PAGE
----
Experiential or phenomenological methods include a person’s action, memories, perceptions and fantasies with vigilant descriptions and observations (Pickles, (2009), 62-67). Phenomenological and experiential methods are undertaken at a site of a monument and its landscape, this method will possibly support an understanding of the site by perceiving how the monument is situated and its size, texture and any art in the form of carvings. To experience a site personally, this provides a perception of meaning and a greater comprehension than any illustration or description from a text book (Thomas, (1999), 48). A visit to a site permits a new interpretation by walking through a monument. It is possible to sense an awareness of how a person’s behavior changes by stooping through a doorway, a smell of inside a tomb, the sound of echoes and the touch of the walls and carvings (Tilley, (2004), 223). The body will also become aware of the changes in the landscape whilst walking around the monument, of a view below, if at the summit of a hill or a stream or river close by, to perceive the monument within its landscape and the relationship to the outside world. The powers of Neolithic ancestors are possibly sensed from this experience (Tilley, (1994), 204-206). Merleau-Ponty suggests in his 2002 publication of ’Phenomenology of Perception’, that to perceive a visible ‘thing is first hand evidence’. Any epistemological presupposition would cease and sentiment and perception of interpretation, understanding and idea will transform into truth (Merleau-Ponty, (2002), 459-460). Martin Heidegger suggests in his 2011 publication ‘Being And Time’, that ‘Being There’ alters a state of mind and understanding (Heidegger, (2011), 208-210). Merleau-Ponty suggests in his 2002 publication of ‘Phenomenology of Perception’, through bodily senses it is possible to sense another person and to perceive this person differently from a ‘normal persons perception through a sixth sense or hallucination’. Through the experience of seeing, the landscape emerges into life and the identity of an object is disclosed. The power of the ‘stare’ will reveal details of the object for exploration. Awareness is the movement of the body and consciousness and contains a ‘power’ to unite experience and sense information into an identifiable perspective. Bodily experience is a perception of an object through the awareness of space and the experience of the body’s existence in this space. The phenomenological method is to unite all senses to communicate with the recollection of smoothness, hardness, light and dark to evolve into a sensory power (Merleau-Ponty, (2002), 38-39, 77-78, 139, 171, 370). Martin Heidegger suggests in his 2011 publication ‘Time And Being’, to establish the method of phenomenology, assertion is required to establish an object to be ‘seen from itself’, ‘predication to define the object and communication to relate the object’s character to others’ (Heidegger, (2011), 196-199).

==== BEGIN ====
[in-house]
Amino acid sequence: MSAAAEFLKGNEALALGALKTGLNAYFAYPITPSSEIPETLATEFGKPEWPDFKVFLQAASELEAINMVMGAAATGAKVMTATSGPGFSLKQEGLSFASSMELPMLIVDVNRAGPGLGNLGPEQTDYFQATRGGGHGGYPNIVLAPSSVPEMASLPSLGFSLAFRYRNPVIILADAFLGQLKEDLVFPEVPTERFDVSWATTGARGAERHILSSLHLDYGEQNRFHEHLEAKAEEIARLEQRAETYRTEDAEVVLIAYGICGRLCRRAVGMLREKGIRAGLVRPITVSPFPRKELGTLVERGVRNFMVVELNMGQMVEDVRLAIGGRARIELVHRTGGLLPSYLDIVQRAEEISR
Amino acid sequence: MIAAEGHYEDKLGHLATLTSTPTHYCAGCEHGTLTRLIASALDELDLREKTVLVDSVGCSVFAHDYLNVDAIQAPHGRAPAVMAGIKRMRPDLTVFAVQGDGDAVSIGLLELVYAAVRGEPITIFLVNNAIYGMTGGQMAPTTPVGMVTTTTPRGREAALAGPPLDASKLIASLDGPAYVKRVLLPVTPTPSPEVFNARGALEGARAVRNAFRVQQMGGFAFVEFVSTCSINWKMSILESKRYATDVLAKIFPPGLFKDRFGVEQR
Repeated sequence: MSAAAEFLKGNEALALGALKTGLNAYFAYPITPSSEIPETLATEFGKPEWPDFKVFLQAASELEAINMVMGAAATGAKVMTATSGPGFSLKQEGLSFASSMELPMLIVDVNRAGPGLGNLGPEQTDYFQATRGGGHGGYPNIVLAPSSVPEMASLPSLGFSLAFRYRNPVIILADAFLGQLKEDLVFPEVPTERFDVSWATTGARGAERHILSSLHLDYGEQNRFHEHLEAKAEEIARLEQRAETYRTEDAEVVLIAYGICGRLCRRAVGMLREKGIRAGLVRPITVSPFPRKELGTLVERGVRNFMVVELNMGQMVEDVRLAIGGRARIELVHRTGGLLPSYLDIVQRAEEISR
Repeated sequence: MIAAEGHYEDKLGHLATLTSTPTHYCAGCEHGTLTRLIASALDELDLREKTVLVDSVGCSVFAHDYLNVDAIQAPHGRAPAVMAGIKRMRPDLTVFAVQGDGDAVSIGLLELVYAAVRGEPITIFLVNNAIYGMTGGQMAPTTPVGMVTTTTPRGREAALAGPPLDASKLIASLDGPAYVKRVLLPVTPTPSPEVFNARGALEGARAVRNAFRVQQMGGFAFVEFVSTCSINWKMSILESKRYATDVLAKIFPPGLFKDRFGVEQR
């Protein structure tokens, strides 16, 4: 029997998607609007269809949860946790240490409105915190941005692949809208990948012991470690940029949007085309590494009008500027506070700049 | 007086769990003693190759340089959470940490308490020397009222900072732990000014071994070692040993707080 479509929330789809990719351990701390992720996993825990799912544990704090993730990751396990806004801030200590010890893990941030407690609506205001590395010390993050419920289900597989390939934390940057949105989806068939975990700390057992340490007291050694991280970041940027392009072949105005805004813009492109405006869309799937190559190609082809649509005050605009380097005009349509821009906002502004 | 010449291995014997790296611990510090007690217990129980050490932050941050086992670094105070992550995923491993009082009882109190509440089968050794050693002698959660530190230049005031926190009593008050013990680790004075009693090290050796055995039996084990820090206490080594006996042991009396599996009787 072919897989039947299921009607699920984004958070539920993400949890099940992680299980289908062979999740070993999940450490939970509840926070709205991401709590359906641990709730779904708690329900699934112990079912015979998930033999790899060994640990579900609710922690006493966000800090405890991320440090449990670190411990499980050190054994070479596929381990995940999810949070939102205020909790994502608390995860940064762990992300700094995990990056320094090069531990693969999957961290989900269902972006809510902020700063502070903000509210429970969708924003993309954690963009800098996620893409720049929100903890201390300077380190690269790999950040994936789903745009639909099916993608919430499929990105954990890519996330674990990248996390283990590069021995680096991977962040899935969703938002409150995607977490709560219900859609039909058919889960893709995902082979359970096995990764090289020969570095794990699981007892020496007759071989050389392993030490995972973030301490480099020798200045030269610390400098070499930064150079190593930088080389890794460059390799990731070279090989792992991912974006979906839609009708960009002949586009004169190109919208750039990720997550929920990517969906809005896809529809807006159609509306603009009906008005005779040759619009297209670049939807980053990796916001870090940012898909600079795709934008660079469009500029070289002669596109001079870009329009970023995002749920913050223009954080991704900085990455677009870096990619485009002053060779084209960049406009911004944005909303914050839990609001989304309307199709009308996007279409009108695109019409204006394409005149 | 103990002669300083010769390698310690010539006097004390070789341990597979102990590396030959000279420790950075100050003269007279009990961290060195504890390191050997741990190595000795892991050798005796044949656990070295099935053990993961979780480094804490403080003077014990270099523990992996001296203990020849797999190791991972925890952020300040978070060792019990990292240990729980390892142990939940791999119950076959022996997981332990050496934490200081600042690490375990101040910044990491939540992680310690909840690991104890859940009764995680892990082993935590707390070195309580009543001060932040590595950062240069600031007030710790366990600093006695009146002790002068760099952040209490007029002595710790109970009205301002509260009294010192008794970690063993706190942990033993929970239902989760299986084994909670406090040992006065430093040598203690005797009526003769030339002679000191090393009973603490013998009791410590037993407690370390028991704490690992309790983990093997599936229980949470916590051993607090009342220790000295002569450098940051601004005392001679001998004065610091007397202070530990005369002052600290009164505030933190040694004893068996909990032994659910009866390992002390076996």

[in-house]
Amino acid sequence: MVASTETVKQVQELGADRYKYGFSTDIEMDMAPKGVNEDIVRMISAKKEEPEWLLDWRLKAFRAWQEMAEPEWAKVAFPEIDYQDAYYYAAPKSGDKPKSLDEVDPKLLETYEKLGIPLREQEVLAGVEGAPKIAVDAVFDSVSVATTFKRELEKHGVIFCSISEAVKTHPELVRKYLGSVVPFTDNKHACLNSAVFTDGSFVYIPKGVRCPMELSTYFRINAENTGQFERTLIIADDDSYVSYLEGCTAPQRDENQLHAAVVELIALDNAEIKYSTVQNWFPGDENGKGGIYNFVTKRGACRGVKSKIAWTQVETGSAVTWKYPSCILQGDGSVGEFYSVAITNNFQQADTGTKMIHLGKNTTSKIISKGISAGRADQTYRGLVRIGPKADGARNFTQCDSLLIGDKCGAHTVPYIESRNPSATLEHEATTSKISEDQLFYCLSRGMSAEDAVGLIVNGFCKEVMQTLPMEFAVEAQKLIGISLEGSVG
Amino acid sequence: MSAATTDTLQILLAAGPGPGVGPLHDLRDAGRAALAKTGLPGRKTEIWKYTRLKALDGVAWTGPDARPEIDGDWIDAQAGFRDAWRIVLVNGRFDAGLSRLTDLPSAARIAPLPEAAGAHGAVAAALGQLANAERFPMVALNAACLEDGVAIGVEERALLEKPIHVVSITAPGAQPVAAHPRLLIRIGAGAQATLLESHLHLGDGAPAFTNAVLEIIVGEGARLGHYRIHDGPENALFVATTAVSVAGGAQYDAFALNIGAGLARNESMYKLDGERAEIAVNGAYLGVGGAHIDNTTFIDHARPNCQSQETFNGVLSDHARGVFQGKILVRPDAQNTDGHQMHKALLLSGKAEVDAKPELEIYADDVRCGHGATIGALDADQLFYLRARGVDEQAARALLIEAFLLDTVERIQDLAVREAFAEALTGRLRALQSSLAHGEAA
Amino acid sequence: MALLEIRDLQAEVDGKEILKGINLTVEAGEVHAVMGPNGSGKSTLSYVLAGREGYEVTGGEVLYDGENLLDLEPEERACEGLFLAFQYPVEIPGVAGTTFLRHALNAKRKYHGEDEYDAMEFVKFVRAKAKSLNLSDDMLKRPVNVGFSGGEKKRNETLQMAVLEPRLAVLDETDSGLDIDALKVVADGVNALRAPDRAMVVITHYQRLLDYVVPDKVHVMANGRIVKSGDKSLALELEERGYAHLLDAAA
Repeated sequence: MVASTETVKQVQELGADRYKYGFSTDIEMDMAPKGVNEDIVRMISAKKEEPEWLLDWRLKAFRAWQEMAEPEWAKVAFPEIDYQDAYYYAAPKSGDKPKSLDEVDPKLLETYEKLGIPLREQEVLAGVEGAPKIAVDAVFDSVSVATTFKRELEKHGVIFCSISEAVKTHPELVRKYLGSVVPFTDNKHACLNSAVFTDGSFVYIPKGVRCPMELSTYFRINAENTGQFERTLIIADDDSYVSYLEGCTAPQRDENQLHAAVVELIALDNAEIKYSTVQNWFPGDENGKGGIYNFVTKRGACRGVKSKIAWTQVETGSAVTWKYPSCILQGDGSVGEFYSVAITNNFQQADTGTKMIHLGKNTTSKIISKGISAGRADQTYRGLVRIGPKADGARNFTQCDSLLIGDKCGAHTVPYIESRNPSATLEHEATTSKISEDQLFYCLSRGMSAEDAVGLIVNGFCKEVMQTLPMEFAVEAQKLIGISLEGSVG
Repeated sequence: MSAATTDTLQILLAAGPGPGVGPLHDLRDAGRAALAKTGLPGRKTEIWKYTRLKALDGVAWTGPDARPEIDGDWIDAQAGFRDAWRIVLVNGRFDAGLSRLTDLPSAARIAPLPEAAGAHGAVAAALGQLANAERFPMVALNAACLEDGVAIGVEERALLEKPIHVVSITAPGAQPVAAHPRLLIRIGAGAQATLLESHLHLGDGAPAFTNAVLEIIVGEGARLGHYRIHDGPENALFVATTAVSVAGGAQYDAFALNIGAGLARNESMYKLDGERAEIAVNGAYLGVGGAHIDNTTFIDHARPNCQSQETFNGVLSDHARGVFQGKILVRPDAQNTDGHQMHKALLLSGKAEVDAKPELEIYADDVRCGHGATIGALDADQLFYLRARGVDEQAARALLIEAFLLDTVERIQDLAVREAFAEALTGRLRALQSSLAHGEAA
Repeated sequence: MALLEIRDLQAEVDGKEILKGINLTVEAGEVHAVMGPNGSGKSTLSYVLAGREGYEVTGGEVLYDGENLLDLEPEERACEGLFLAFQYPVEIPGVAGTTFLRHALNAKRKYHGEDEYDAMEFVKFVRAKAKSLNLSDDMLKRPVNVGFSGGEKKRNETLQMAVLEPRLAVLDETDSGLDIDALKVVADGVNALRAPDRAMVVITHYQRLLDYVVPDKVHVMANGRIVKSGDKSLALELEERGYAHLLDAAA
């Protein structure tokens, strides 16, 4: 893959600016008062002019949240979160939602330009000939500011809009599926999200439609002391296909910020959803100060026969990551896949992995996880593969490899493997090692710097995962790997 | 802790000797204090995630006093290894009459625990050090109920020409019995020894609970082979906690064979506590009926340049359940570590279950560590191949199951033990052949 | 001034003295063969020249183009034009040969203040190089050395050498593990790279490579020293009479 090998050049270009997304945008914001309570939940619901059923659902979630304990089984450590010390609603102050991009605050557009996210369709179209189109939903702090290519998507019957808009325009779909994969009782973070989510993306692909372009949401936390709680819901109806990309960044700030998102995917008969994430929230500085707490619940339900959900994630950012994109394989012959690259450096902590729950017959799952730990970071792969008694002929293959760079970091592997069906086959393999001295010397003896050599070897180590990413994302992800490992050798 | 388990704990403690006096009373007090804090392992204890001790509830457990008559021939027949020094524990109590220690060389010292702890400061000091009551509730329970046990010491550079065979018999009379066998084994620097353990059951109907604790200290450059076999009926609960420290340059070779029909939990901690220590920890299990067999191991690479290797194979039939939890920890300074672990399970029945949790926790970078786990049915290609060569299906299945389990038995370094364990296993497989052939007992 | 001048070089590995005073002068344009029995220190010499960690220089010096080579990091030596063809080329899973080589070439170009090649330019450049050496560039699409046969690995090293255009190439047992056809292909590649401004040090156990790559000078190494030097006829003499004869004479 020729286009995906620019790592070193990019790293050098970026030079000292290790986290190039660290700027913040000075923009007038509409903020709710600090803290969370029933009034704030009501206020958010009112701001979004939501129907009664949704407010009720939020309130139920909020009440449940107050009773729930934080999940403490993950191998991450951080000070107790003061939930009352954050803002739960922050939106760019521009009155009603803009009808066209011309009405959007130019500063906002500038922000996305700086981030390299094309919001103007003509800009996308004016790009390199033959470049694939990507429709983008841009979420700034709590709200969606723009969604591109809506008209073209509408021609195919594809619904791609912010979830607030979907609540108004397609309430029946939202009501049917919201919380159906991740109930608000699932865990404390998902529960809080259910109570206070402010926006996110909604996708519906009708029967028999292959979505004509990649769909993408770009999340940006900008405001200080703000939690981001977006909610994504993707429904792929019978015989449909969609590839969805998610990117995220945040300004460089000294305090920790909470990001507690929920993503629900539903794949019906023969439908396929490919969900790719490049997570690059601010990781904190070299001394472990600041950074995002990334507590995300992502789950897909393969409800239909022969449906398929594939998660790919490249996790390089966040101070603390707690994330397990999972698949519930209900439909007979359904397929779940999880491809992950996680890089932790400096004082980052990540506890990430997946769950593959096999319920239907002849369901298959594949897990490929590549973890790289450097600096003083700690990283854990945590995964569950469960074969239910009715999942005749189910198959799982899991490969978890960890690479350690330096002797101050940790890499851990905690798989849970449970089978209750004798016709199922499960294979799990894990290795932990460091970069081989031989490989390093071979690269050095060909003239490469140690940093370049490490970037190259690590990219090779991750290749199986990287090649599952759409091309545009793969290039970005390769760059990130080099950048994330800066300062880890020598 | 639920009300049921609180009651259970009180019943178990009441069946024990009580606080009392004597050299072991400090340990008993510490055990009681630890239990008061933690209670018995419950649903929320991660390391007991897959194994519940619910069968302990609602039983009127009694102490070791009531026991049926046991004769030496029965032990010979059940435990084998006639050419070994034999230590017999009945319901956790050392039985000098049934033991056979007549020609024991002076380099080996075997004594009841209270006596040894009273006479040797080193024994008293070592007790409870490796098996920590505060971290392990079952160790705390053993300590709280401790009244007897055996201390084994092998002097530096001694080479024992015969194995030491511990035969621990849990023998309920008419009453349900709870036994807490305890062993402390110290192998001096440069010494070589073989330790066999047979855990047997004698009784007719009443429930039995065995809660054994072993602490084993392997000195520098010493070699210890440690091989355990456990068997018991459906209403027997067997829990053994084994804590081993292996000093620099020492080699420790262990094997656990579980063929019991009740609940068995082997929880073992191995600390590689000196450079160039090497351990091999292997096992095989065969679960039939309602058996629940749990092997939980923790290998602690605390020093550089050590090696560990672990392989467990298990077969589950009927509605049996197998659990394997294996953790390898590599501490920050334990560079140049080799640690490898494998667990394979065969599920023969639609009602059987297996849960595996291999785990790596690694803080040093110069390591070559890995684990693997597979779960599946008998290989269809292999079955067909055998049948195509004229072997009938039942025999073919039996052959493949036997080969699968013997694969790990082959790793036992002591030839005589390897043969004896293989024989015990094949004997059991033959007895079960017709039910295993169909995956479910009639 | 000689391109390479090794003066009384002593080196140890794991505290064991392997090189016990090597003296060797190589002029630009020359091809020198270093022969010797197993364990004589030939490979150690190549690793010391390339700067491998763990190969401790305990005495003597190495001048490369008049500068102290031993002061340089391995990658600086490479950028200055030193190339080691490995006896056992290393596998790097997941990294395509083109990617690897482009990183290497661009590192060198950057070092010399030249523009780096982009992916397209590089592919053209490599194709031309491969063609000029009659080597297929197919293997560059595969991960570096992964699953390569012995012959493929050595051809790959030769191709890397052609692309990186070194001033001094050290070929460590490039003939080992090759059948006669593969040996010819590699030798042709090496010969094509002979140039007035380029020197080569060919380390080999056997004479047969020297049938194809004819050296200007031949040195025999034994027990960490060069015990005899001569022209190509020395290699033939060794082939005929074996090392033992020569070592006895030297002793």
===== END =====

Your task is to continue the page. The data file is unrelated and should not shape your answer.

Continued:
On visiting a burial site, the modern visitor will perceive a possible circular mound containing a stone chamber lined with enormous stones, however, by utilizing phenomenological practices, it is possible to interpret the chambered tomb and perceive it differently.

Experiential or phenomenological techniques are possibly useful whilst walking the landscape of Tara near Dublin in Ireland, (see Figs. 1 and 2).

Fig. 1  A Neolithic burial mound at Tara (Photograph taken by Author 28/10/11).

Fig. 2  A view from the top of the burial mound illustrating the landscape of Tara and its relationship of a prominent hillside within the entire landscape (Photograph taken by Author (28/10/11).